Pyng about change
A new system from Crestron is set to fundamentally change the way integrators integrate. Paul Skelton reports.
For years, home automation apps have been add-ons to control systems that are programmed using computers. Now, thanks to the introduction of Pyng by Crestron, integrators can create lifestyle scenes for each room, schedule events and much more right from an iPad.
In fact, an entire house can be ready in minutes without ever opening a laptop.
“End users are developing right in front of our eyes,” Crestron Electronics president and CEO Randy Klein says.
“They are becoming more engaged and educated about technology than ever before.
“Unfortunately, in the past we have never done a very good job of communicating with users; up to this point in time, we didn’t have the infrastructure or the resources to market, or to talk, to the end user.
“This changes with Pyng.”
Randy stresses that Pyng is not just another product; rather, it is a completely new platform that integrators can build on.
“Pyng is a platform. It’s a framework for what all of our products should become part of,” he says.
“The significance of this is just like when we launched DigitalMedia. It’s a game changer and not just another ‘better mousetrap’.”
Any Crestron technology can be easily added to a Pyng system, including DigitalMedia, distributed audio and more. Seamless compatibility with the rest of the Crestron product line enables the Pyng app to run right on a TSW touch screen, and for events in the AV system to trigger environmental scenes within Pyng.
A compact hub connects accessories with the app, runs scenes and events even without the presence of an iPad, and continuously backs up all home settings to the cloud – so making changes is easy and secure.
Once the initial setup is complete, anyone can easily modify settings or create new scenes right from the app. Adding a new iPhone or iPad is effortless. Simply open the app while connected to the home’s WiFi network and the controls appear instantly.
“At Crestron, we supply leading edge, usable, practical and needed technology,” Randy says.
“Pyng has generated a lot of interest because it’s so different from everything else out there. With that comes a huge responsibility and challenge in trying to educate people on what it is and what it isn’t.
“Pyng is home automation built from the app up. With Pyng, you are not adding an app to your automation system. The app is your automation system.”
Pyng is built on the company’s Infiniti EX technology, which has been shipping for the past four years. This means there is a existing installed base of over 600,000 dimmers, switches and key pads that can be leverages by the new platform.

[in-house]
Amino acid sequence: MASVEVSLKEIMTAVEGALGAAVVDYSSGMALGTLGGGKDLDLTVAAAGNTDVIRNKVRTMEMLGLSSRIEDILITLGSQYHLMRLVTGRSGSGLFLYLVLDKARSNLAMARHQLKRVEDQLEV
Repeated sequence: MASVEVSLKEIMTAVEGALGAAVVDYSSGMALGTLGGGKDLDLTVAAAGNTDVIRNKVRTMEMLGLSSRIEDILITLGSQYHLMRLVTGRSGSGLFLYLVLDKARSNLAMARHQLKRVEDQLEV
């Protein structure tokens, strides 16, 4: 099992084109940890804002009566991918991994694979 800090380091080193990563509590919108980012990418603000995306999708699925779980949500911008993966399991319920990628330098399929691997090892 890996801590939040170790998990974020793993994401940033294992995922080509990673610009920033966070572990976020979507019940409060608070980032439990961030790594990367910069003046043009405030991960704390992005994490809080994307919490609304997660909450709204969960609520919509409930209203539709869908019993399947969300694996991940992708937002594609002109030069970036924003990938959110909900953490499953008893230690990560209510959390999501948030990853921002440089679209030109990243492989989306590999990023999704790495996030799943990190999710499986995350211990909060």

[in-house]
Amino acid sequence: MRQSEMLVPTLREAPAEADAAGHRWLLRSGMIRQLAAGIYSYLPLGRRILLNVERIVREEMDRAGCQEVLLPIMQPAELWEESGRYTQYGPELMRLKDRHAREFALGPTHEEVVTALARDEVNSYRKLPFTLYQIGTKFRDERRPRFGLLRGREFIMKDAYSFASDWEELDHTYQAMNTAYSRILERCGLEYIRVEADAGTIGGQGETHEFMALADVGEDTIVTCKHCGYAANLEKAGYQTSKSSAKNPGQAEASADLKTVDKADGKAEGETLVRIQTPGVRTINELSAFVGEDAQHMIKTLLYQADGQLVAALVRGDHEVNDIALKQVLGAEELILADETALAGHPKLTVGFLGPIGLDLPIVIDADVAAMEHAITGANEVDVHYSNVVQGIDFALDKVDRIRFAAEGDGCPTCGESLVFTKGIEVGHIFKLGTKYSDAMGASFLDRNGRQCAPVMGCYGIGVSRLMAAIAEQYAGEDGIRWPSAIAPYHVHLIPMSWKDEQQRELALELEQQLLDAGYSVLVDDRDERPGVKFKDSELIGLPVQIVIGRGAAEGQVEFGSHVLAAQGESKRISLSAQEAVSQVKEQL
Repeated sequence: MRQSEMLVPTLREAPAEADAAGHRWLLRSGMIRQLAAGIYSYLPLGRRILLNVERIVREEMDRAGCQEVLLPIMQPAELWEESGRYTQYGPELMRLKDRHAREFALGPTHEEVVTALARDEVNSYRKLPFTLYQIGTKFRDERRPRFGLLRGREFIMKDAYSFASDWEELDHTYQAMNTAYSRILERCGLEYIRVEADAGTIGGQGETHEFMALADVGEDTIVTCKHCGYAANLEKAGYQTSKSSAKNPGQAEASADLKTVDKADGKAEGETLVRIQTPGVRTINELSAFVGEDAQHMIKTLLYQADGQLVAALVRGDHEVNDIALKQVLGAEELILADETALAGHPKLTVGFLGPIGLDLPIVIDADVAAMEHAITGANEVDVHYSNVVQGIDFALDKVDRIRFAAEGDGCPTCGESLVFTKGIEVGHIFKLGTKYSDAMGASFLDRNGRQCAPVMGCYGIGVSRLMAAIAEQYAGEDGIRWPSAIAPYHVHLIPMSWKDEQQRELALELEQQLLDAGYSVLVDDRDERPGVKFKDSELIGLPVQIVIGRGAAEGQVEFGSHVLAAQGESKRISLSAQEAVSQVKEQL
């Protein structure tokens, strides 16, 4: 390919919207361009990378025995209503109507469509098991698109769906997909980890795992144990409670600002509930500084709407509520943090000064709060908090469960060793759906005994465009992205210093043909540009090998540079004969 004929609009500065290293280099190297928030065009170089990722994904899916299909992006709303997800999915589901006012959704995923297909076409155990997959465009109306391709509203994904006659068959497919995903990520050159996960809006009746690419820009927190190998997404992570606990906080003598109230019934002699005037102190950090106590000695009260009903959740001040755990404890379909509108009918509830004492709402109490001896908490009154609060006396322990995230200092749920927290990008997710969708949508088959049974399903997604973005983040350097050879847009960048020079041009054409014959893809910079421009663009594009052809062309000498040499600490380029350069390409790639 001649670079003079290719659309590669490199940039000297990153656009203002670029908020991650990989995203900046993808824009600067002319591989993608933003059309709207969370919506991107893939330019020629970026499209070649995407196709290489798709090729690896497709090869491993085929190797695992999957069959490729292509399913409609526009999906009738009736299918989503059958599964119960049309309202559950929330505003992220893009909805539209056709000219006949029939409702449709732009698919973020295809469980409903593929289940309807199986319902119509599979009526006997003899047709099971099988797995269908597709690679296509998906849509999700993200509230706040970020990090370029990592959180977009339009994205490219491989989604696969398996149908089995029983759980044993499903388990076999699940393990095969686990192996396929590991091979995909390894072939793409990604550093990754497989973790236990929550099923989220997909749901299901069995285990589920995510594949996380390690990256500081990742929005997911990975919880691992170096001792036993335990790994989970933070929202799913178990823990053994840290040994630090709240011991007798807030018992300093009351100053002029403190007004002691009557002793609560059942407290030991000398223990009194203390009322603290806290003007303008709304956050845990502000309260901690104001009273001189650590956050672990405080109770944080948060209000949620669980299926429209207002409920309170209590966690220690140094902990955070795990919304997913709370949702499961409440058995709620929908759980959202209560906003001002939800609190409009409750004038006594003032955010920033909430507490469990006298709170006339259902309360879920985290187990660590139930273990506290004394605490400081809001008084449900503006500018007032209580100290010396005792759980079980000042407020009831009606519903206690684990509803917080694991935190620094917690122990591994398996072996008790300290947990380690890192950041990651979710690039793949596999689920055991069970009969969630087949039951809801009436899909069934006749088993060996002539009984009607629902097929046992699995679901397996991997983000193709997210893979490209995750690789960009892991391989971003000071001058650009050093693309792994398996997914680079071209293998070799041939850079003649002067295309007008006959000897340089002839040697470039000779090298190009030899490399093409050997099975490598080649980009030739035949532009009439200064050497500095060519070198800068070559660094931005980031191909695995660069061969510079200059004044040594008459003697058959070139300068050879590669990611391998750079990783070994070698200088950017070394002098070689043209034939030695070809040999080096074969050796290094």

Frank Bargetzi is the chief technology officer of Crestron.
“We built Pyng to be compatible with the products that we are selling today,” he says.
“This is not like Prodigy, which we completely screwed up. This is a new framework that’s designed to hold all of our products together.
“Our main priority in developing this system was finding a way to make the installation process easier.
“With today’s systems, you have to setup the hardware and do some configuration. You have to get out your computer, push a lot of buttons and test everything. Then you have to make the list of all the things that are wrong and go back and fix them, then repeat the process over and over again until everything is right.
“Using Pyng means that when I walk up to a key pad and add it into the app, it’s live and it’s in real time. I can then test it while I’m standing in front of it – there is no checklist, it’s live, it’s working, it’s real and I can do it all in real time.”
In its current form, Frank explains that Pyng is just the beginning of what the new platform can offer.
“Today it’s lights, shades (US only), keypads and security. Very quickly in the next few months you’re going to see audio distribution, video distribution and network camera control.
“Now, some of you might be thinking: “Crap, you’re going to put me out of business.” But, we see this platform as a way for you to get into smaller and simpler installations. We see this as a really big opportunity for you to get in and out a lot quicker, while still providing a lot of functionality to the end user.”
More than anything else, Crestron Pyng is about empowering home owners to make changes to scenes and settings themselves with the confidence that their integrator can restore to an automatic cloud backup if they wish to undo any adjustments.
“You may think this sounds like a recipe for disaster: “I’ll hand control over to the end user and they will completely screw it up.” Well, once you’ve set it up and configured it, you can actually store what you call a ‘golden image’.
“Pyng will store this golden image in the cloud. The end user can then mess around with it and make changes. If they screw it up, they get 25 cloud undos. After 25, if they have really messed the whole thing up, you can immediately bring back the golden image and it will be restored.”
Randy likens the introduction of Pyng to the introduction of the iPad.
“Some installers are embracing it and some are fighting it. Some are afraid of it and some are looking at it as a new opportunity and a new possibility,” he says.
“When the iPad was launched, we didn’t go out of business on our touch panels. It raised awareness, it helped build and educate the marketplace and our touch panel business still continues very nicely.
“Pyng will be the same for control systems.”
Franks adds: “We didn’t build this product line to decimate all that you guys have built, but to be more productive and more profitable and then to springboard into larger more complex systems.
“I know a lot of you, especially the programmers, will think that we’re trying to put them out of business. But I genuinely believe that this will lead to opportunities that you wouldn’t have had before.”